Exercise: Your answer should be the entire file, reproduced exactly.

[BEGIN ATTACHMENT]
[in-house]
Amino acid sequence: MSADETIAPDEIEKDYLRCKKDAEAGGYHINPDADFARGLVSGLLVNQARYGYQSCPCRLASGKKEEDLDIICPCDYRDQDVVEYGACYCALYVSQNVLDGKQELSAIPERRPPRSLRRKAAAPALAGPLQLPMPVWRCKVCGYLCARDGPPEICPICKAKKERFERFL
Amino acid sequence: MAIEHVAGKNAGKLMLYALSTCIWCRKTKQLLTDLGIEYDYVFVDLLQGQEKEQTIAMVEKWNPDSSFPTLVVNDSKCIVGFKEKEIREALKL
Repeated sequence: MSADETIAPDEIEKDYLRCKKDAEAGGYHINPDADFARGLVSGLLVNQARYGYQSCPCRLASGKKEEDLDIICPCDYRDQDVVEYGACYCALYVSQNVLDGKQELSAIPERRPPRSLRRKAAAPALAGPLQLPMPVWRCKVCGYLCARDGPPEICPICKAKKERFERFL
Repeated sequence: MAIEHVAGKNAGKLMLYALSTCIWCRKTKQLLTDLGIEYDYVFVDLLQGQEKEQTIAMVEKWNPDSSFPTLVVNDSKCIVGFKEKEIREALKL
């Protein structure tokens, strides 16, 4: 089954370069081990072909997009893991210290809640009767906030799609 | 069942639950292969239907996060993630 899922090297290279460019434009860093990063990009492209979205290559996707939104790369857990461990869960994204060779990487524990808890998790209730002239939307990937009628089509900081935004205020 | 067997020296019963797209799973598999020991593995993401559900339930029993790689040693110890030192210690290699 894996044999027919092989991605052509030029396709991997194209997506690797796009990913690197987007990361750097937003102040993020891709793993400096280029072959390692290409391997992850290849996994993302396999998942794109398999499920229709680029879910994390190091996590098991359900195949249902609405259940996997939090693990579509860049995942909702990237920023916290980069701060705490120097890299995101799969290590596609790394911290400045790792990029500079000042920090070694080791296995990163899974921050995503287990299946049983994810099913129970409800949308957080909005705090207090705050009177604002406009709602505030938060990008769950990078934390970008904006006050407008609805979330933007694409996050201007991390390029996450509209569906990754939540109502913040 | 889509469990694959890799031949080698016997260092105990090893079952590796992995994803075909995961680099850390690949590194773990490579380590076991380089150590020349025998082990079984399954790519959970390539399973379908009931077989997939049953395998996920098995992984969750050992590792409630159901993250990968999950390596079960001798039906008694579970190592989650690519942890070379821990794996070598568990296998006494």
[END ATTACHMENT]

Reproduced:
[in-house]
Amino acid sequence: MSADETIAPDEIEKDYLRCKKDAEAGGYHINPDADFARGLVSGLLVNQARYGYQSCPCRLASGKKEEDLDIICPCDYRDQDVVEYGACYCALYVSQNVLDGKQELSAIPERRPPRSLRRKAAAPALAGPLQLPMPVWRCKVCGYLCARDGPPEICPICKAKKERFERFL
Amino acid sequence: MAIEHVAGKNAGKLMLYALSTCIWCRKTKQLLTDLGIEYDYVFVDLLQGQEKEQTIAMVEKWNPDSSFPTLVVNDSKCIVGFKEKEIREALKL
Repeated sequence: MSADETIAPDEIEKDYLRCKKDAEAGGYHINPDADFARGLVSGLLVNQARYGYQSCPCRLASGKKEEDLDIICPCDYRDQDVVEYGACYCALYVSQNVLDGKQELSAIPERRPPRSLRRKAAAPALAGPLQLPMPVWRCKVCGYLCARDGPPEICPICKAKKERFERFL
Repeated sequence: MAIEHVAGKNAGKLMLYALSTCIWCRKTKQLLTDLGIEYDYVFVDLLQGQEKEQTIAMVEKWNPDSSFPTLVVNDSKCIVGFKEKEIREALKL
């Protein structure tokens, strides 16, 4: 089954370069081990072909997009893991210290809640009767906030799609 | 069942639950292969239907996060993630 899922090297290279460019434009860093990063990009492209979205290559996707939104790369857990461990869960994204060779990487524990808890998790209730002239939307990937009628089509900081935004205020 | 067997020296019963797209799973598999020991593995993401559900339930029993790689040693110890030192210690290699 894996044999027919092989991605052509030029396709991997194209997506690797796009990913690197987007990361750097937003102040993020891709793993400096280029072959390692290409391997992850290849996994993302396999998942794109398999499920229709680029879910994390190091996590098991359900195949249902609405259940996997939090693990579509860049995942909702990237920023916290980069701060705490120097890299995101799969290590596609790394911290400045790792990029500079000042920090070694080791296995990163899974921050995503287990299946049983994810099913129970409800949308957080909005705090207090705050009177604002406009709602505030938060990008769950990078934390970008904006006050407008609805979330933007694409996050201007991390390029996450509209569906990754939540109502913040 | 889509469990694959890799031949080698016997260092105990090893079952590796992995994803075909995961680099850390690949590194773990490579380590076991380089150590020349025998082990079984399954790519959970390539399973379908009931077989997939049953395998996920098995992984969750050992590792409630159901993250990968999950390596079960001798039906008694579970190592989650690519942890070379821990794996070598568990296998006494």